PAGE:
1. Market-wide circuit breakers are triggered by rapid and extreme price declines in the S&P 500 Index, a widely-followed benchmark for US equities. (A similar mechanism is in place for Canadian stocks but nothing of the sort exists in Europe or Asia Pacific.) Circuit breakers pause trading to let market participants stop and assess the situation. The following moves trigger circuit breakers:
- a 7% decrease in the index measured against the prior day’s close (known as a Level 1 halt)
- a 13% decrease measured against the prior day’s close (Level 2)
- a 20% decrease measured against the prior day’s close (Level 3)
2. Market-wide circuit breakers halt trading in all symbols on US equity exchanges (whether or not they’re constituents of the S&P 500), as well as all stock options and certain index-related symbols on futures exchanges. Product-specific circuit breakers suspend trading only in certain instruments, such as individual stocks or futures contracts (which we cover in this explainer).
3. Level 1 and Level 2 halts can occur only between 9:30am and 3:25pm. If a 7% or 13% decline occurs at or after 3:25pm, trading continues. Level 3 halts can happen at any time during regular trading hours. Level 1, 2 and 3 halts can occur only once during a trading day. So if a Level 1 halt occurs, markets must decline at least 13% before a Level 2 halt kicks in. It’s worth highlighting that market-wide circuit breakers don’t apply during extended trading hours, a topic we address in this paper.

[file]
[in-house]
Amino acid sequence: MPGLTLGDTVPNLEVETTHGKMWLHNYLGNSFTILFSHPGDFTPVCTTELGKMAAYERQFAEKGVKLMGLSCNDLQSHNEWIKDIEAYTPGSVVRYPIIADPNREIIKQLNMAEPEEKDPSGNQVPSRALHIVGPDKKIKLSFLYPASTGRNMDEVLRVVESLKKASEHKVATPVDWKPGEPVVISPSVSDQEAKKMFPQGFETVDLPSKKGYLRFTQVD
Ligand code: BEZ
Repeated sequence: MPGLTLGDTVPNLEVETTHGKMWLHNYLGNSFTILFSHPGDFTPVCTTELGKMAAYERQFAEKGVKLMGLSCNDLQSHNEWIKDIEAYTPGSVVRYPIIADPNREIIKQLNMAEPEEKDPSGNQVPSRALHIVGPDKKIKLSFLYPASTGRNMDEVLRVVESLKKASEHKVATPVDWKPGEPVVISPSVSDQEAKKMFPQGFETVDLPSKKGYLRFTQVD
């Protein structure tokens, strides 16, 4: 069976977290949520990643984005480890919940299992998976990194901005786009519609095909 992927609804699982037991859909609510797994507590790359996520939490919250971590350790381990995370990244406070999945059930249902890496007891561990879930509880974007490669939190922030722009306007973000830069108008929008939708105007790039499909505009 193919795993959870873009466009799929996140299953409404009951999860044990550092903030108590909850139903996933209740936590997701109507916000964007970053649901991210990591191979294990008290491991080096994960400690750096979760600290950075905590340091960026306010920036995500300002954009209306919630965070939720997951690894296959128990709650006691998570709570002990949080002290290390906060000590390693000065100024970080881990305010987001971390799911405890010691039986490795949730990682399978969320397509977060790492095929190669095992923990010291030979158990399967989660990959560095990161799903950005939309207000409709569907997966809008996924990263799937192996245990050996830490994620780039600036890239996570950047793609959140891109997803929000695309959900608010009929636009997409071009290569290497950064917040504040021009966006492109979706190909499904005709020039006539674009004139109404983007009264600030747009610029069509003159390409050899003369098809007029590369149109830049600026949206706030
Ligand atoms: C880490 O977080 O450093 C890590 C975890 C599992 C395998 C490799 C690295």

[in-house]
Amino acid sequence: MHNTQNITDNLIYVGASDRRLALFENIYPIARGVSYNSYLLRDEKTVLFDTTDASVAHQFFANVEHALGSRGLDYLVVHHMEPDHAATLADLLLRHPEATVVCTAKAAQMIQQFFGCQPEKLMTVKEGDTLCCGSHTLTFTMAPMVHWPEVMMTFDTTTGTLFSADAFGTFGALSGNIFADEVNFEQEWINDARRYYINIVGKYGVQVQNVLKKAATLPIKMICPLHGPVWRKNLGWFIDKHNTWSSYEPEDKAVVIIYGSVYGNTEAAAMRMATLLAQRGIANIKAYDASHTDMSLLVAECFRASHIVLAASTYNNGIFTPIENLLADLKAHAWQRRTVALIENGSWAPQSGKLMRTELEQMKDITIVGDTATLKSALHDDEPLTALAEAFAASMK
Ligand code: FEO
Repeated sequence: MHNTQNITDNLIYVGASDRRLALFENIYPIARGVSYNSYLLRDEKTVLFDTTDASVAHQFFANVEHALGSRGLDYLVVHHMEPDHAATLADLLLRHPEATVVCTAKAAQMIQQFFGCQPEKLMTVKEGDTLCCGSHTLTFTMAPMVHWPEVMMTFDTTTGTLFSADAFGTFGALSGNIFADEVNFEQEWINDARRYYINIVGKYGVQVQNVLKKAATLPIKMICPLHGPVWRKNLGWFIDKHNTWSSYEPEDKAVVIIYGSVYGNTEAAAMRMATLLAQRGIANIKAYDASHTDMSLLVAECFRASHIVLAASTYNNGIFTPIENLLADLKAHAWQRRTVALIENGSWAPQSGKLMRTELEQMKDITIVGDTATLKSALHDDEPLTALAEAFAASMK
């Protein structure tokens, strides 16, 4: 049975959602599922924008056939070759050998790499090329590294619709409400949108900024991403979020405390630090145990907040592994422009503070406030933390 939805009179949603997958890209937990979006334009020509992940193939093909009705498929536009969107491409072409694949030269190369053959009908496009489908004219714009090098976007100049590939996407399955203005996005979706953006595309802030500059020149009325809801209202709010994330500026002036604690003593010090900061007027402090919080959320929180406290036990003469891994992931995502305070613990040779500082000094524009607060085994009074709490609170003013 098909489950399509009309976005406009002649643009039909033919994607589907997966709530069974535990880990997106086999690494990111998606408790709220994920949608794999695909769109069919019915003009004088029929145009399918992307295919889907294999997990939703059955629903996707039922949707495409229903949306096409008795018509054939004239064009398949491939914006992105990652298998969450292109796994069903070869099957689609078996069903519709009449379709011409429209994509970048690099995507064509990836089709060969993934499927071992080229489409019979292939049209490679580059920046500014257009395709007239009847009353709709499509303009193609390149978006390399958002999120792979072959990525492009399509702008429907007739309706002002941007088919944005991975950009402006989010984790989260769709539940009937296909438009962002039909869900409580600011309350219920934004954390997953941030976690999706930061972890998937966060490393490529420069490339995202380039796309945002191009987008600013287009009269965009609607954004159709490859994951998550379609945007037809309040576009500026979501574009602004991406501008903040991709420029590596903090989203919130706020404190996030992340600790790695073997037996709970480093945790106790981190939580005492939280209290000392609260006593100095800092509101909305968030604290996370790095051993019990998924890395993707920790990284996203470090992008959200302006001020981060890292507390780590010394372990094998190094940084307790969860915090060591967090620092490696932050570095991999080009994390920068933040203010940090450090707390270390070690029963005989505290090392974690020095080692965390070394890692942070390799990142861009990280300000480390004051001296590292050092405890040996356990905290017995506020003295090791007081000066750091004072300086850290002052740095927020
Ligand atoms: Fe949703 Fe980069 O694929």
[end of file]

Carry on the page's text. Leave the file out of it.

4. When a Level 1 or Level 2 halt occurs, trading pauses for 15 minutes. In a Level 3 breach, trading stops for the rest of the day. The trading pauses are intended to establish calm. During the halt, a reopening auction takes place, after which trading resumes. After a Level 3 halt, regular trading resumes the next day with a normal opening procedure.
5. Level 1 circuit breakers have been triggered just four times: on March 9, March 12, March 16 and March 18, 2020 during the coronavirus outbreak. Market-wide circuit breakers were also triggered several times on Oct. 27, 1997, during the Asian financial crisis, but that was an earlier version linked to the Dow Jones Industrial Average. To date, markets haven’t experienced any Level 2 or Level 3 halts.
- Our paper in which we advocate for improving market-wide circuit breakers during pre-open/extended trading hours.
- A guide from Optiver that explains how price controls work for individual instruments traded on US exchanges.
- Our LinkedIn Pulse explaining daily price limits in wheat futures.
- A CNBC editorial about market-wide circuit breakers from March 2020.